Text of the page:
It's been quiet today. At ground level in Waiakoa, there is just enough breeze to jiggle leaves. Up 100 feet or more, branches of jacaranda kupuna sway against the blue sky. Quite a change from the last few weeks.
Maybe it was just a perception, but it seems there were days on end when the weather huffed and puffed, mostly puffed. The wind was most prevalent in areas that almost always have wind - Pukalani, around the Central Maui Landfill and any place downwind that is around the 1,200-foot level elevation.
The most consistent ground-level wind springs up in the afternoon between Kahului and Kihei. It's a matter of flat, unobstructed land heating up. Just like a chimney after the fire gets going, the heat heads up and draws in air cooled by the ocean. Those winds seem to concentrate at Maalaea, a real rocks-in-the-pockets place.
Another spot that is traditionally windy is the Olowalu-Ukumehame stretch of coastline. Sometimes the wind seems strong enough to blow a bicycle, motorcycle or light car off the road. It is often strong enough to blow kayaks and windsurf rigs out into the channel.
The wind loves the summit of Haleakala. Winds as beefy as Category One hurricanes are common. During stormy weather, the wind can reach the 75-100 mph range.
One reason Maui residents tend to be complacent about hurricanes is history. The last cyclonic storm to hit Maui was reported by a missionary in 1854. Hurricane is a relatively new appellation for whirling winds. Not so, water spouts. These columns of water - a kind of small tornado - aren't as common as dust devils, but they do little damage so don't warrant much news attention.
One notable water spout was spotted off Pauwela in 1920. The wind-born column was said to be 1,000 feet high. Undoubtedly, that was one person's estimate and everyone knows how unreliable eyewitness testimony can be.
Dust devils are usually seen in the fields right after being plowed and before they are planted. Most of the time, they are harmless. In the late 1970s, a dust devil proved to be a bit stronger than the usual baby tornado. It danced across upper Pukalani Terrace and had enough muscle to rip the roof off a carport.
A so-called twister wandered between Spreckelsville and Puunene in 1956. A 1973 whirlwind was blamed for four injuries in Kihei.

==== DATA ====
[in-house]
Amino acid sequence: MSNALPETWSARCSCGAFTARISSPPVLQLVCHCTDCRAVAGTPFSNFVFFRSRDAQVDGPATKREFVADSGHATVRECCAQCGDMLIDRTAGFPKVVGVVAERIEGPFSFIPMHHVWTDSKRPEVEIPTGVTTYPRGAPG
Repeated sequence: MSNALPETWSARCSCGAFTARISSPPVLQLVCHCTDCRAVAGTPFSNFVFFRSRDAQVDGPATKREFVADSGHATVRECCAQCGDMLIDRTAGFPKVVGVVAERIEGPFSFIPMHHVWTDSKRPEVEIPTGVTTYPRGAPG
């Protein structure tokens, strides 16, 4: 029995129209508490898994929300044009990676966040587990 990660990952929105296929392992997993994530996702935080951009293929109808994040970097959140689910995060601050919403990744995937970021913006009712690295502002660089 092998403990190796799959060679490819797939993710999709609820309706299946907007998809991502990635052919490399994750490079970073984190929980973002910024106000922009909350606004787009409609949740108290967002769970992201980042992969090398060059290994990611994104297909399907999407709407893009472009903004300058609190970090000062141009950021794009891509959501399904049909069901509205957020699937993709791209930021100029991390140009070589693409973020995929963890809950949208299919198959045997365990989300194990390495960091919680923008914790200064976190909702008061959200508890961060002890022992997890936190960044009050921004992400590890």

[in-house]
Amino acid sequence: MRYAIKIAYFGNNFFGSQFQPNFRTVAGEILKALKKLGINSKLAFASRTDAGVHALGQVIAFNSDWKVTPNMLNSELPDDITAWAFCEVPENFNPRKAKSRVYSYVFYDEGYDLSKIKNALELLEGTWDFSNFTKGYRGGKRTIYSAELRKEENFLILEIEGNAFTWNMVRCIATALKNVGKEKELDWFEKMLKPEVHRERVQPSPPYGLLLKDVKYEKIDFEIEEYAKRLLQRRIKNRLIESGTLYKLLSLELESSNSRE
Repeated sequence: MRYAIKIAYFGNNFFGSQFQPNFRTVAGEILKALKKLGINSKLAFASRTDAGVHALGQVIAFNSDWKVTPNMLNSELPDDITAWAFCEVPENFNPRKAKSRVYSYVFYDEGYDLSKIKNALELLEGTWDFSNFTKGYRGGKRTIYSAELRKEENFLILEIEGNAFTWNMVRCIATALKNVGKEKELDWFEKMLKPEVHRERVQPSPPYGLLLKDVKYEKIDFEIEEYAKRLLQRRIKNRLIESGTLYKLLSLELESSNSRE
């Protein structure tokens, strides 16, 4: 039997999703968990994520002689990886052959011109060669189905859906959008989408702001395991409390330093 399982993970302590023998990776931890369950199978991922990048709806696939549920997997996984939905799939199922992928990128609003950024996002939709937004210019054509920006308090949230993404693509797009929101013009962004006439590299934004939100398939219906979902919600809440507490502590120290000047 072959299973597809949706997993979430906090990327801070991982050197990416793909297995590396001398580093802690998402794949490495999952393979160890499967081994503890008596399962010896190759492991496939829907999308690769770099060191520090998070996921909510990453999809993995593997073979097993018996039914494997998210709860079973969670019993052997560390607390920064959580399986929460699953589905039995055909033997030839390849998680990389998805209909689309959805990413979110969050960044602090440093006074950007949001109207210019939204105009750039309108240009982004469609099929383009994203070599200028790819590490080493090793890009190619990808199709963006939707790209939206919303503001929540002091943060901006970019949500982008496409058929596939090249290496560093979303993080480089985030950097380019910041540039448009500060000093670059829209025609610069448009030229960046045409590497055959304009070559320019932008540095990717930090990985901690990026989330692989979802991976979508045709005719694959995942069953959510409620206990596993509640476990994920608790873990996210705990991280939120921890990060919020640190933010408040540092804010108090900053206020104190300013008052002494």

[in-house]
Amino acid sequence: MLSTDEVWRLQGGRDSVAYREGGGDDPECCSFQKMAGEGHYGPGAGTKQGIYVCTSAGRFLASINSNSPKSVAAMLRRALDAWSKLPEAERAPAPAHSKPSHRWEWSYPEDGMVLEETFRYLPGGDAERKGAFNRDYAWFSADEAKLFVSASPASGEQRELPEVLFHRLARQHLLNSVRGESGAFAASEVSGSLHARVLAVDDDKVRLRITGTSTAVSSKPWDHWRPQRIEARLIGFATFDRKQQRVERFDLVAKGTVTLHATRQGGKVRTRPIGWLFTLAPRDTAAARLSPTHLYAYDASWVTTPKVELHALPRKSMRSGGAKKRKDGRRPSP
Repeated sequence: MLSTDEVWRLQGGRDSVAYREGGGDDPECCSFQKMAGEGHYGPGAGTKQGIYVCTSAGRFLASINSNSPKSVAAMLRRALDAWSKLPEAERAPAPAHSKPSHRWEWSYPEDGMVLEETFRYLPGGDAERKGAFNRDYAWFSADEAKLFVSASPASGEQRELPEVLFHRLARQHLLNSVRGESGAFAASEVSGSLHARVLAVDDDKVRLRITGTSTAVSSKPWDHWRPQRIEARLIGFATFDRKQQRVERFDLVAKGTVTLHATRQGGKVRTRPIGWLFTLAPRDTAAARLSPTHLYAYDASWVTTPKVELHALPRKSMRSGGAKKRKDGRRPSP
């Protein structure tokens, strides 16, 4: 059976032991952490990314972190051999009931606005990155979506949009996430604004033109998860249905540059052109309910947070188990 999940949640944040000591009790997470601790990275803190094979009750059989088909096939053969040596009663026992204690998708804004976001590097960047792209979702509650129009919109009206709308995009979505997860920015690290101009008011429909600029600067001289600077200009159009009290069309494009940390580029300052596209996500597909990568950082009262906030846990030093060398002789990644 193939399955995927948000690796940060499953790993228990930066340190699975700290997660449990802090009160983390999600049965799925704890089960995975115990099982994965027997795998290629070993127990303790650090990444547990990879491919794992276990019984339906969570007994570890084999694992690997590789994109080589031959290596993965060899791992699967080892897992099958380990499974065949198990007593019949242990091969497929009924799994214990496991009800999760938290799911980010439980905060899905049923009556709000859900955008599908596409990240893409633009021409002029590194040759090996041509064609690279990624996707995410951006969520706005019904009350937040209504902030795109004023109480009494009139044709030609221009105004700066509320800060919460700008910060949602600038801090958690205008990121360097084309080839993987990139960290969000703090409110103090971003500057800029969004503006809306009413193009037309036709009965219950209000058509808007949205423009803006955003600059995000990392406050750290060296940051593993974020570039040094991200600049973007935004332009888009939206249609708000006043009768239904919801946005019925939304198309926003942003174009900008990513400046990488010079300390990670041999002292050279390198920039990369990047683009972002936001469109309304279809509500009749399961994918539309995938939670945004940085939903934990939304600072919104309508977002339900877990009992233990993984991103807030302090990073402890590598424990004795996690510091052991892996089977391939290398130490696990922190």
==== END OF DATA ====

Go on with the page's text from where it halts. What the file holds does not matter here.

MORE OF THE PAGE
The wind gets confused while slipping over uneven topography. In gulch-riddled lower Waiakoa, it's possible to see trees bowing toward Kihei, other trees nodding toward Makawao and still others kowtowing to Haleakala. All at the same time.
Yesterday, a light kona wind blew down Old Haleakala Highway in Pukalani. Little more than a breeze, the wind had a graceful effect on an old mango tree and a mock orange hedge.
The top of the mango kupuna danced this way and that. The flexible upper branches resisted the wind, hauling leaves back to their original position. And then back again. It took little imagination to see a troupe of minuscule hula dancers perched on those tiny branches.
The hedge was trimmed neatly into a square-topped fence. The wind had no effect on the tightly packed snarl of stems and leaves. There were two spots that were thin. There, the wind made the hedge heave up and down despite its neighbors' calm demeanor.
It seemed during July, August and September, winds were playful on the face of Haleakala. Maybe it was due to riding Baby. I took possession of her in the middle of July. She's a lightweight motorcycle - about 340 pounds with a full tank of gasoline. She is also clad in up-to-date, all-encompassing plastic panels. The plastic panels make effective sails.
'A'ole pilikia as long as the wind is steady, which is never. Ride through a cut and get blown from right to left or left to right. Baby will move from one side of the lane to the other. Nothing dangerous, just one more weather effect motorcyclists must keep in mind.
Down Haleakala below Pukalani, the wind always flexes its muscles. Lean into it, no matter which direction it blows. Adding 55 mph forward with 45 mph sideways produces buffeting. Perched upright, a rider is faced with working through a kind of mosh pit. Crouching behind Baby's miniscule windscreen cut down the wiggling.
Some years back, an experienced rider from Illinois was offered the loan of a bike. My sister demurred. "Too windy," she said. Hmmm.
* Ron Youngblood is a former staff writer for The Maui News. His email address is firstname.lastname@example.org.